# Optional Lab: Another explanation about PCA

Hey Guys,
Can anyone help me out with the “Understanding the transformation model pcaTr” section?

In this section, it is mentioned that “pcaTr.components_ has the rotation matrix”, however, the values stored in pcaTr.components_ ae as follows:

[[-0.70710678 -0.70710678]
[-0.70710678 0.70710678]]

So, shouldn’t the rotation matrix be as follows:

[[-cos(45) -sin(45)]
[-sin(45) cos(45)]]

which is different from the one mentioned in the lab. Also, it is mentioned that “First row must be in the direction of [1, n]”, but for n = 1, isn’t the first row of the rotation matrix in the direction of [-1 -n]. Am I misinterpreting something, if so, please do let me know.

### Update #1

In the next section, it is mentioned that “In theory, the Eigenvector matrix must be the inverse of the original rotation matrix”. This also means that the “inverse of the Eigenvector matrix must be the original rotation matrix”. So, even I take the inverse of the above Eigenvector matrix, I should get the rotation matrix as follows:

[[-0.70710678 -0.70710678]
[-0.70710678 0.70710678]]

which is once again not equal to the rotation matrix mentioned in the lab.

### Update #2

In Week 4 lab entitled “Rotation matrices in R2”, the rotation matrix is given as

[[-cos(A) -sin(A)]
[-sin(A) cos(A)]]

where A = \theta; I am a little confused as to whether the rotation matrix can have a single possible configuration, or multiple different configurations.

Thanks,
Elemento

Hi Elemento,

If you want to rotate a vector r with coordinates (x, y) and angle alpha over an angle theta to get vector r’ with coordinates (x’, y’) then the following holds:

x = r*cos(alpha)
y = r*sin(alpha)

x’ = r’*cos(alpha + theta)
y’ = r’*sin(alpha + theta)

cos(alpha + theta) = cos(alpha)*cos(theta) - sin(alpha)*sin(theta)
sin(alpha + theta) = cos(alpha)*sin(theta) + sin(alpha)*cos(theta)

As the length of the vector stays the same,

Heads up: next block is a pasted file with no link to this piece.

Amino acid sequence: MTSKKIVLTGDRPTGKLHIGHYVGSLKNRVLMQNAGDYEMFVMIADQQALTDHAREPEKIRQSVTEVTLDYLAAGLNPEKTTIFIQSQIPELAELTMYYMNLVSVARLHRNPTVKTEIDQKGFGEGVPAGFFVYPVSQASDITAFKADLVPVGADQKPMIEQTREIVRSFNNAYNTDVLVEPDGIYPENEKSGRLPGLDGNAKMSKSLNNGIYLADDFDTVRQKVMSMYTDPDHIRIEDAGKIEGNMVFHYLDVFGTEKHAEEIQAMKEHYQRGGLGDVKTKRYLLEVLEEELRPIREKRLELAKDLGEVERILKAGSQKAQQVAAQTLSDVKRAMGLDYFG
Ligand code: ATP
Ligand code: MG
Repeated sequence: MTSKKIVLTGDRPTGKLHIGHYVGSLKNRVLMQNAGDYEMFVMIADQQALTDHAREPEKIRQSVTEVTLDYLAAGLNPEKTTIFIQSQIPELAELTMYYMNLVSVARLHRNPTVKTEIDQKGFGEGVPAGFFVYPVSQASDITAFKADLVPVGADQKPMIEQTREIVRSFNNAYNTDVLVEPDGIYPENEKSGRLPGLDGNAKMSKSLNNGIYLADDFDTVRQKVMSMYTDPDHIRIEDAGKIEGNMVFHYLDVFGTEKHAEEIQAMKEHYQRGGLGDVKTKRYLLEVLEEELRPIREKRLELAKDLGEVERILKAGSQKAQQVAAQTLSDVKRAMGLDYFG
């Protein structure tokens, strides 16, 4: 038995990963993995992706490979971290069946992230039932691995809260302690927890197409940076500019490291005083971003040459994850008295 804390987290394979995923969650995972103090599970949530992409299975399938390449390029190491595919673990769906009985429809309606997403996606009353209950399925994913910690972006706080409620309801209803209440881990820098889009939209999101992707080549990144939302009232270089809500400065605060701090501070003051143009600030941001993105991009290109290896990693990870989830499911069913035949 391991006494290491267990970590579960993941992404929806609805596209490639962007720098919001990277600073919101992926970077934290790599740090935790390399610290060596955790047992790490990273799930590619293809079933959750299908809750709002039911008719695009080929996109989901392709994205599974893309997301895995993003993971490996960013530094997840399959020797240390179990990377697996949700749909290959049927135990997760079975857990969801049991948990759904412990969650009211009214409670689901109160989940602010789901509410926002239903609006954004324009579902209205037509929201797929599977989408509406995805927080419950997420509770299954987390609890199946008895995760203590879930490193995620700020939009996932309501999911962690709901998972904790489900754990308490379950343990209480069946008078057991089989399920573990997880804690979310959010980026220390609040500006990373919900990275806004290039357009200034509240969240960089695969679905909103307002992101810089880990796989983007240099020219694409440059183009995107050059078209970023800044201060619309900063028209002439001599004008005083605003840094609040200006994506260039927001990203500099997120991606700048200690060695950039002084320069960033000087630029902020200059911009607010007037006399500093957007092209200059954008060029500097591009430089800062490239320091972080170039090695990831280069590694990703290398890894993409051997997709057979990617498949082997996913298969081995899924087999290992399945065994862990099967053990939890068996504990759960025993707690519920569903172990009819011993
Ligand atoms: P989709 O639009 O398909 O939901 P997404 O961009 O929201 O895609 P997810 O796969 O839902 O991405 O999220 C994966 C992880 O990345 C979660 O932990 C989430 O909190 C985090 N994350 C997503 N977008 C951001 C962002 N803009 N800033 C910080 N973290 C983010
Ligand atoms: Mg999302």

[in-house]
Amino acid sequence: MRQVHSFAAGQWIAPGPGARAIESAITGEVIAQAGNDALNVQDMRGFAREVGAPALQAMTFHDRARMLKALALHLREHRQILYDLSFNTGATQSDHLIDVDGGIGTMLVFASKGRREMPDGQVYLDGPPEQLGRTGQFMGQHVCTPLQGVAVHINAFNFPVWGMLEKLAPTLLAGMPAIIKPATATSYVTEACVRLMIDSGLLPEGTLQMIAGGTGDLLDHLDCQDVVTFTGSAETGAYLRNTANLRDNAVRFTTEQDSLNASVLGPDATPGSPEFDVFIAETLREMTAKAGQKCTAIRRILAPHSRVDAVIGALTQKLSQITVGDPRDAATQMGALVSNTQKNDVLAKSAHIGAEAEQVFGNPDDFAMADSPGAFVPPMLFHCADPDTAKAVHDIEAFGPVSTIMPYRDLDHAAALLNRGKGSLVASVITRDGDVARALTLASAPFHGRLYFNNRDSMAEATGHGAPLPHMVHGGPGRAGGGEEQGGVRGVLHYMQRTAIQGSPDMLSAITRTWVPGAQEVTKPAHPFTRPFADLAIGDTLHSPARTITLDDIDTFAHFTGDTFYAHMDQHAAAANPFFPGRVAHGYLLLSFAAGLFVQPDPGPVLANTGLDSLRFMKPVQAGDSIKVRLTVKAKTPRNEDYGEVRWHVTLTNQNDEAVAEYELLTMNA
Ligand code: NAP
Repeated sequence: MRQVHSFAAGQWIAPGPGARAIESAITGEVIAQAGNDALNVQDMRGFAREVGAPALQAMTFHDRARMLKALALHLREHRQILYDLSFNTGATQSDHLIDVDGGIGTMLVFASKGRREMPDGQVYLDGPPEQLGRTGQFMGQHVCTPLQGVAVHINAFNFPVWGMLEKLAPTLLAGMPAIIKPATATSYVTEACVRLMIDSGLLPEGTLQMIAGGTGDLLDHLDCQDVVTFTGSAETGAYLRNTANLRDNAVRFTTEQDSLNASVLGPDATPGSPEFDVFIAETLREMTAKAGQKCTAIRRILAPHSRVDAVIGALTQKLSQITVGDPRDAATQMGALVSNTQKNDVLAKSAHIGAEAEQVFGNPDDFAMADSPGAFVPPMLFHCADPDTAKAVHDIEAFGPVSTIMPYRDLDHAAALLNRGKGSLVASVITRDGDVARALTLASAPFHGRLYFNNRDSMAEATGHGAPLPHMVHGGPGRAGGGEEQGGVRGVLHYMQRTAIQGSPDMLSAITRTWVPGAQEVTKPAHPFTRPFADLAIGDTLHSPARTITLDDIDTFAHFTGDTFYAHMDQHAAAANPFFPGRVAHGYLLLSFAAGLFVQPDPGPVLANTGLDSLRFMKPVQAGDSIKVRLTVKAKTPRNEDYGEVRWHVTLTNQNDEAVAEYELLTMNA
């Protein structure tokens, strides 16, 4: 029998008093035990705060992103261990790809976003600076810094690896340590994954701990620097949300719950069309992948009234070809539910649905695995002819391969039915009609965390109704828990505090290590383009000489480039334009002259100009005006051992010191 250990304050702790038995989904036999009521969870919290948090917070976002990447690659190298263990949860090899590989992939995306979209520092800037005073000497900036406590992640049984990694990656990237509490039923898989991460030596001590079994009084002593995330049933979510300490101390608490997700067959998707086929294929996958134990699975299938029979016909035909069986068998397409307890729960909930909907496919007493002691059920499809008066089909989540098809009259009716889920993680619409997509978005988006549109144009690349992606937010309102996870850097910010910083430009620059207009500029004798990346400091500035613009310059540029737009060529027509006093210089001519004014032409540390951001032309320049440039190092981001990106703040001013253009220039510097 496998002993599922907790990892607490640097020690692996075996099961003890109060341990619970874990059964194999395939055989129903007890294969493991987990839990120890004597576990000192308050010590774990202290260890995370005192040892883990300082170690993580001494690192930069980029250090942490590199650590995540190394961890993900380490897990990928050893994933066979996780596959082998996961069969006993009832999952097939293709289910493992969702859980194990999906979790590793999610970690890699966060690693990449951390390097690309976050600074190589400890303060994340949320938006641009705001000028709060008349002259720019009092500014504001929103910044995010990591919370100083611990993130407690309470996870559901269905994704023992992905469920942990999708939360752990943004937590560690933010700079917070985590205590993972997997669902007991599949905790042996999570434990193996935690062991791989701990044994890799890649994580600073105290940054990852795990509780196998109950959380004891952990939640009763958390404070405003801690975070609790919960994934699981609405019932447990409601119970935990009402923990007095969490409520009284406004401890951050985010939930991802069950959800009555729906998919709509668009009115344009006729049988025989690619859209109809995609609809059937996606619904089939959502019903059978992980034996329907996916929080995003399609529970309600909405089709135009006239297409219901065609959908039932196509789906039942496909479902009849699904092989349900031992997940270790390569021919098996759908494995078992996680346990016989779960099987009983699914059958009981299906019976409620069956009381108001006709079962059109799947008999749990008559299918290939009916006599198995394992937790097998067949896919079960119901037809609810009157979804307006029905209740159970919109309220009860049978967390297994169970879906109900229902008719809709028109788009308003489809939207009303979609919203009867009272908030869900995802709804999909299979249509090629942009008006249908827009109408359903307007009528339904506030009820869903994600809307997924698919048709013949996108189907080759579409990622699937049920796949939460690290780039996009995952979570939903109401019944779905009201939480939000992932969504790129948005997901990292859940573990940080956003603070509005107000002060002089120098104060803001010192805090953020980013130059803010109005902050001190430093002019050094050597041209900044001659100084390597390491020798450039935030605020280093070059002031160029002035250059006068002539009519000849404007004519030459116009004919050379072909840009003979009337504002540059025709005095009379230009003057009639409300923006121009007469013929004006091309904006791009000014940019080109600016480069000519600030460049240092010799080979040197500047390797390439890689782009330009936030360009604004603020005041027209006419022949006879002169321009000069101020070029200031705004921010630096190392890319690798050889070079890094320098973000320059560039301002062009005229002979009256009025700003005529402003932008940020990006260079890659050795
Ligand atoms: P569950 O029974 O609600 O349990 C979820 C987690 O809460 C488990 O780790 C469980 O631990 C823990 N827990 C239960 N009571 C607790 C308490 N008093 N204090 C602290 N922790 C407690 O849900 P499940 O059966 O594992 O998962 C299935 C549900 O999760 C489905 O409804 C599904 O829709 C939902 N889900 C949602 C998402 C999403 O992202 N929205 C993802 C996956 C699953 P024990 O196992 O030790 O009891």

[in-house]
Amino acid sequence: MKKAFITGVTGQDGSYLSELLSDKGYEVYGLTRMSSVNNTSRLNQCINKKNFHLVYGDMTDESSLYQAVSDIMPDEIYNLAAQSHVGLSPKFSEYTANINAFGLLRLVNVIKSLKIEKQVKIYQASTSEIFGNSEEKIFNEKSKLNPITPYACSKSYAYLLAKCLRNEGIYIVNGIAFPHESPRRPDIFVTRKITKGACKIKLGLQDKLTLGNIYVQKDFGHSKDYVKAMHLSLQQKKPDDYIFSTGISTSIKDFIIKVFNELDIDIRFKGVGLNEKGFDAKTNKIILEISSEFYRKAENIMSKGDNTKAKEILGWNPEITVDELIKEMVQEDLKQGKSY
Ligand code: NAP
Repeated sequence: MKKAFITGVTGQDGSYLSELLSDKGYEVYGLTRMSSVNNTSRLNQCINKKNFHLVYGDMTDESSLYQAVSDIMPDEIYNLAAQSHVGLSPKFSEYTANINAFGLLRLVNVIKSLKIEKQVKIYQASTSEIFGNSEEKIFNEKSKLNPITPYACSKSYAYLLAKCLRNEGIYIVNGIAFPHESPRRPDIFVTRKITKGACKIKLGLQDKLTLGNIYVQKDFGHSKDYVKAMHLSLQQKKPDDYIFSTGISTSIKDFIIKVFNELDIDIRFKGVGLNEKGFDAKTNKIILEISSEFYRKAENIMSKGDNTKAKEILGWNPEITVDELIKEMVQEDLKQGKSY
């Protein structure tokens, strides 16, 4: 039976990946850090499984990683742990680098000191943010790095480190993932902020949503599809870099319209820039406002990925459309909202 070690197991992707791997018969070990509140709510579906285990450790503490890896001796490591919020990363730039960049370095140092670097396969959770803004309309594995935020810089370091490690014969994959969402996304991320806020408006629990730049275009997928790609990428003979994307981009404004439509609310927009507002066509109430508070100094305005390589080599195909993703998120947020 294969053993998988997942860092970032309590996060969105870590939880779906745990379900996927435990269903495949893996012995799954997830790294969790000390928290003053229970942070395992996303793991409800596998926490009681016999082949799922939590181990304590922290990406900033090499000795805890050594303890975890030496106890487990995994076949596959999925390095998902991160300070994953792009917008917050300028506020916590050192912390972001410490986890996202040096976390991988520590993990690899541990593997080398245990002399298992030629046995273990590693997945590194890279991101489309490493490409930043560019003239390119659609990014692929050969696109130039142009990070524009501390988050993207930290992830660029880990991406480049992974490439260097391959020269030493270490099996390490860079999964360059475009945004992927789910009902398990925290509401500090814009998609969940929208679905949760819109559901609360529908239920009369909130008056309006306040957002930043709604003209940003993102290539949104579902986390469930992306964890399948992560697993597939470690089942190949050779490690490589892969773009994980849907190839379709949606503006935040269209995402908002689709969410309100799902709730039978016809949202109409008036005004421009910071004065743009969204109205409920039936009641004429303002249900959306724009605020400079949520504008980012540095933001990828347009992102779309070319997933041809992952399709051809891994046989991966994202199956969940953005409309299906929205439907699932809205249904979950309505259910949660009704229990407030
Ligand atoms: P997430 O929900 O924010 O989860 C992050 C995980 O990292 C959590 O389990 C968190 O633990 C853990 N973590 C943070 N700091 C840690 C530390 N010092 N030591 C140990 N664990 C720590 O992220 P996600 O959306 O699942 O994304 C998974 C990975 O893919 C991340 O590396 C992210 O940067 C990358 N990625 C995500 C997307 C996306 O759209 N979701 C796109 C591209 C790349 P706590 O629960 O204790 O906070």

x’ = r*cos(alpha)*cos(theta) - r*sin(alpha)*sin(theta)
y’ = r*cos(alpha)*sin(theta) + r*sin(alpha)*cos(theta)

This equates to

x’ = x*cos(theta) - y*sin(theta)
y’ = x*sin(theta) + y*cos(theta)

Written as matrix multiplication, this becomes

(x’, y’) = (x, y) dot ([[cos(theta), sin(theta)], [-sin(theta), cos(theta)]])

as per the equation of the rotation matrix presented in week 3 lab “Another Explanation about PCA” - but different from the rotation matrix presented in week 4 lab “Rotation matrices in R2”.

The statement that “pcaTr.components_ has the rotation matrix" is contradicted by the sklearn documentation. The documentation indicates that components_ contains the “Principal axes in feature space, representing the directions of maximum variance in the data. Equivalently, the right singular vectors of the centered input data, parallel to its eigenvectors. The components are sorted by decreasing explained_variance_”.

It would be good if this were looked into, which may also help clarifying the issues you mention in your updates.

I will make an issue on github referring to this post. Thanks!

1 Like

Hey @reinoudbosch,
Thanks a lot for the detailed explanation.

I also happen to notice that if the vectors were represented in the column representation instead of the row representation, the position of the negative sign will change from the sin in the second row to the sin in the first row.

I guess this could also be mentioned as a side-note, since it is possible for learners to get confused regarding how is the rotation matrix affected by the representation of the vectors.

Cheers,
Elemento

Hi Elemento,

Yes, if the rotation matrix is placed before a column vector, the position of the negative sign changes. Also it seems as if changes are made to the rotation matrix to indicate the direction of the rotation, but this would normally be captured by the sign of the angle over which is rotated. This may be confusing to learners.

Great points.

Hey @reinoudbosch,
I indeed agree with you. It would be great if a little more explanation regarding the rotation matrix is provided either in the lecture video, for instance, as optional content, or in the assignment itself, as optional understanding.

Cheers,
Elemento